Auld Lang Syne – New Year’s Song + Resolutions

“Auld Lang Syne” is traditionally sung at the conclusion of New Year gatherings in Scotland and around the world, especially in English-speaking countries. We all sing Auld Lang Syne at midnight on December 31 but what are the lyrics?

Auld Lang Syne” (Scots pronunciation:[ˈɔːl(d) lɑŋˈsəin]: note “s” rather than “z”) is a Scots poem written by Robert Burns in 1788 and set to the tune of a traditional folk song (Roud # 6294). It is well known in many countries, especially in the English-speaking world, its traditional use being to bid farewell to the old year at the stroke of midnight. By extension, it is also sung at funerals, graduations and as a farewell or ending to other occasions. The international Boy Scout youth movement, in many countries, uses it to close jamborees and other functions.

The song’s Scots title may be translated into standard English as “old long since”, or more idiomatically, “long long ago”,[4] “days gone by” or “old times”. Consequently, “For auld lang syne”, as it appears in the first line of the chorus, might be loosely translated as “for (the sake of) old times”. source | Lyrics

What is a New Year’s resolution?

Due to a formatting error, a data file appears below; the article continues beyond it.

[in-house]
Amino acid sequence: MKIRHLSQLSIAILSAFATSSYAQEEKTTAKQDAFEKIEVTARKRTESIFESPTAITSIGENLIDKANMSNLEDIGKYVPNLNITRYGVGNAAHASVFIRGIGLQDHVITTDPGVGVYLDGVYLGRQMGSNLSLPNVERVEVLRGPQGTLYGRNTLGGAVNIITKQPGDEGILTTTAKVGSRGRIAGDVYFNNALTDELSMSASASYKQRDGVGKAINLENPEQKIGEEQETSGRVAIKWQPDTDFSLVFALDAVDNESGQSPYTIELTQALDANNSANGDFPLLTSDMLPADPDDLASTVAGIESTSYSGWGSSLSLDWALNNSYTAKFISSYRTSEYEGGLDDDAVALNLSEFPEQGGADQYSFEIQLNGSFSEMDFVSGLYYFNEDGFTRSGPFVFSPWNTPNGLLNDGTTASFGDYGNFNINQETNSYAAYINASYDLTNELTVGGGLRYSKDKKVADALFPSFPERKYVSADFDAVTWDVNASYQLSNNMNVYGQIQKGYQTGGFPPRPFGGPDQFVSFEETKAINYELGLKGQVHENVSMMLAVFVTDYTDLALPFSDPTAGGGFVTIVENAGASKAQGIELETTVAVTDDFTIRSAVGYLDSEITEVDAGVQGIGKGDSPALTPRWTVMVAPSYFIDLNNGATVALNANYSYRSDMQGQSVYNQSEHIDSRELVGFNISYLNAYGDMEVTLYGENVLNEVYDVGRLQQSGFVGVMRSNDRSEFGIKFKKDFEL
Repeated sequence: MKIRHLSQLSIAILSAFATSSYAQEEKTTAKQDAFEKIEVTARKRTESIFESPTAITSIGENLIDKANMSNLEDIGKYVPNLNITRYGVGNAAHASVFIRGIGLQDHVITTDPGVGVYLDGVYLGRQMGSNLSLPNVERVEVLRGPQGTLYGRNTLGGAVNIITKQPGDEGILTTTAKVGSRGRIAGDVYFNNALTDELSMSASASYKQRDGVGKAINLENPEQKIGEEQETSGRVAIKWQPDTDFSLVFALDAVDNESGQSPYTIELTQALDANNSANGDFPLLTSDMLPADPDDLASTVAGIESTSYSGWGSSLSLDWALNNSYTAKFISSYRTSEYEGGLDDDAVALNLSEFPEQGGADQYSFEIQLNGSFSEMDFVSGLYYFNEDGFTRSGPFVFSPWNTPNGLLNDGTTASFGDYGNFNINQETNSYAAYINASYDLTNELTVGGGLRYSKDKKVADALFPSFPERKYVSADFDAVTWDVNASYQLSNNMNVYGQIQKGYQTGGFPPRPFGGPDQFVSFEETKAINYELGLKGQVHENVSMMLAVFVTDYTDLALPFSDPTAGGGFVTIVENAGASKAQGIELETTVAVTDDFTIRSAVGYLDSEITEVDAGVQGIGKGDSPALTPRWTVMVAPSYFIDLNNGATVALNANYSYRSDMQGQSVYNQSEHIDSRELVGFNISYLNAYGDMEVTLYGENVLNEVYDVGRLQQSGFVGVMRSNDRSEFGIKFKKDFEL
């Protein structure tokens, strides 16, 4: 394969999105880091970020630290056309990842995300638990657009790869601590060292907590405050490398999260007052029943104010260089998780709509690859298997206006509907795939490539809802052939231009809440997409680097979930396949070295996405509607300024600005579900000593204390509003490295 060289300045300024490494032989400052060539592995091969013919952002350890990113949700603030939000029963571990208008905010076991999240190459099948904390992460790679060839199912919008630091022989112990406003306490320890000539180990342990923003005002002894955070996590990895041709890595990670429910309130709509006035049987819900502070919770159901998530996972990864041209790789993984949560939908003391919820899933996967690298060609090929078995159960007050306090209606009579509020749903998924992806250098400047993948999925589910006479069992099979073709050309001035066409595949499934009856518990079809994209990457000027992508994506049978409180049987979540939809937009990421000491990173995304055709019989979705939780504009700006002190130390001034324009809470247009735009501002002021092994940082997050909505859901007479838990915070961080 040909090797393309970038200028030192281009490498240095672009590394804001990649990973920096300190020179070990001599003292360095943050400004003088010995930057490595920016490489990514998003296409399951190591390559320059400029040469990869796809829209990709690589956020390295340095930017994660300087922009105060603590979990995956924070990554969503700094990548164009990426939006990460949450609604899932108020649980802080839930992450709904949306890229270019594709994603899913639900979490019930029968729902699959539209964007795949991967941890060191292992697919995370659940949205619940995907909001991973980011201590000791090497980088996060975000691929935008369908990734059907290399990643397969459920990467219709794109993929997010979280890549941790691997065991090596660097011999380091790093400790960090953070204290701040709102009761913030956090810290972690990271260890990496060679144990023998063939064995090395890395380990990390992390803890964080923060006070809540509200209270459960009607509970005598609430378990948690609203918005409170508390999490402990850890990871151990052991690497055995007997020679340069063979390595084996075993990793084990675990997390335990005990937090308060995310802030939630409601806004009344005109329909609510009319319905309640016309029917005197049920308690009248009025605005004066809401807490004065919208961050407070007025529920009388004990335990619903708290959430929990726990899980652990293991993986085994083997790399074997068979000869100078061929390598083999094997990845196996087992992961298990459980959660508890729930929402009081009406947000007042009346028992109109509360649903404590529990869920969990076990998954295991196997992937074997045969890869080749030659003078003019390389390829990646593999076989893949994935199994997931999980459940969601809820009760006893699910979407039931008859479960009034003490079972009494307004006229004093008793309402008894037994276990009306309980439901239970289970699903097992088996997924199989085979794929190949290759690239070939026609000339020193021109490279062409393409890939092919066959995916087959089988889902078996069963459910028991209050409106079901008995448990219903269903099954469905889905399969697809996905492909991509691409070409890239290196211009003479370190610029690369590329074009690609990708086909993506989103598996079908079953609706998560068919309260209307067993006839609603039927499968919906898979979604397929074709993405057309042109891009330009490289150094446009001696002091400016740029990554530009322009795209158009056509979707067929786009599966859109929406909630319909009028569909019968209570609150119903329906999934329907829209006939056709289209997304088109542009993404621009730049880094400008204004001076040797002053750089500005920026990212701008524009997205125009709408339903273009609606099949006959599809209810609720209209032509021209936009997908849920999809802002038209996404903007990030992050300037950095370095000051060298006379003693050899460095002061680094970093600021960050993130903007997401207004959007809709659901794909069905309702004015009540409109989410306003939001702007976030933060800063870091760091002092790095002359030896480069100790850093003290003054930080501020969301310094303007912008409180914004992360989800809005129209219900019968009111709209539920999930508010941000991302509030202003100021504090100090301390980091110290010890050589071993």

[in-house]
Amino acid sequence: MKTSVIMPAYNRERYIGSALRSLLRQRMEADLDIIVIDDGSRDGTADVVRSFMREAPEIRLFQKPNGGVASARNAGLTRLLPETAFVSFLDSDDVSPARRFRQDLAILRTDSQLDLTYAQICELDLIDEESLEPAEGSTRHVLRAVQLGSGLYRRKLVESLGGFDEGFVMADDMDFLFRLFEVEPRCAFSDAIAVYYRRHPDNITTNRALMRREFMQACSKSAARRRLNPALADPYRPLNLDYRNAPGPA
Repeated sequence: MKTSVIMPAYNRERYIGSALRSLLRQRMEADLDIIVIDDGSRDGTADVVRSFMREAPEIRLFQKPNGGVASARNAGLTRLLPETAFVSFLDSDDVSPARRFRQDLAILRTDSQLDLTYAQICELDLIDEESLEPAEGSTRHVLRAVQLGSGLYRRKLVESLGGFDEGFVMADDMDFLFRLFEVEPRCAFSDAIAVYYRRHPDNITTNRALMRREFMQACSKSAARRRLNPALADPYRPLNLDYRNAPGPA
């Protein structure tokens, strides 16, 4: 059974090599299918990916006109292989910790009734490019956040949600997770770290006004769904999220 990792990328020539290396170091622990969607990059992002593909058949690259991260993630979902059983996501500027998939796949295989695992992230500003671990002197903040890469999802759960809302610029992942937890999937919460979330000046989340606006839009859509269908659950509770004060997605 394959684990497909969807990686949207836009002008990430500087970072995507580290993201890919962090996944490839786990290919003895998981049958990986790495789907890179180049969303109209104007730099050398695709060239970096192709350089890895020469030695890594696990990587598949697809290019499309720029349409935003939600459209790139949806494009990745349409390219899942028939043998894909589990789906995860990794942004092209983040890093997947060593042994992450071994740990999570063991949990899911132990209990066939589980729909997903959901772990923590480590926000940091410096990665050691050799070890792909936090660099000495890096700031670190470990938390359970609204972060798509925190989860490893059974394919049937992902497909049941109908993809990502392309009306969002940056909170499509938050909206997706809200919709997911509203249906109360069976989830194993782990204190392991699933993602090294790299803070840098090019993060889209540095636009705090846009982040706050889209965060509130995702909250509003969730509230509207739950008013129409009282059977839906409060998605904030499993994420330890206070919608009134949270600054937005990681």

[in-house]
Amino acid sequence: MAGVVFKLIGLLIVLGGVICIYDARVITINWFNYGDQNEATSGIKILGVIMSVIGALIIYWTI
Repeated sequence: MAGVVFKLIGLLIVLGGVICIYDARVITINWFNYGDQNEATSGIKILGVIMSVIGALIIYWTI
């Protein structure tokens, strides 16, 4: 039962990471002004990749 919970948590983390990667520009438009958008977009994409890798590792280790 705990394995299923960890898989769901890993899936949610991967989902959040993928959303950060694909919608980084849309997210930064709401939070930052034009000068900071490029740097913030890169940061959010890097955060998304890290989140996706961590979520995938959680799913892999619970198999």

1. A promise that you make to yourself to start doing something good or stop doing something bad on the first day of the year: “Have you made any New Year’s resolutions?”
  2. New Year’s resolution is a tradition, most common in the Western Hemisphere but also found in the Eastern Hemisphere, in which a person resolves to change an undesired trait or behavior, to accomplish a personal goal or otherwise improve their life.’s_resolution
  3. A firm decision made on New Year’s Eve or New Year’s Day to do or refrain from doing something over the course of the coming year.


New Year’s Resolutions Worksheets 

More people to stick to New Year’s resolutions  (2016)  


New Year’s resolutions difficult to keep   (2015)


New Year Discussion + Resolutions + Find someone who ...… /speaking-skills-happy-new-year-lesson-plan


Scots pronunciation

Shid ald akwentans bee firgot,
an nivir brocht‡ ti mynd?
Shid ald akwentans bee firgot,
an ald lang syn*?

Fir ald lang syn, ma jo,
fir ald lang syn,
wil tak a cup o kyndnes yet,
fir ald lang syn.

An sheerly yil bee yur pynt-staup!
an sheerly al bee myn!
An will tak a cup o kyndnes yet,
fir ald lang syn.


We twa hay rin aboot the braes,
an pood the gowans fyn;
Bit weev wandert monae a weery fet,
sin ald lang syn.


We twa hay pedilt in the burn,
fray mornin sun til dyn;
But seas between us bred hay roard
sin ald lang syn.


An thers a han, my trustee feer!
an gees a han o thyn!
And we’ll tak a richt‡ gude-willie-waucht‡,
fir ald lang syn.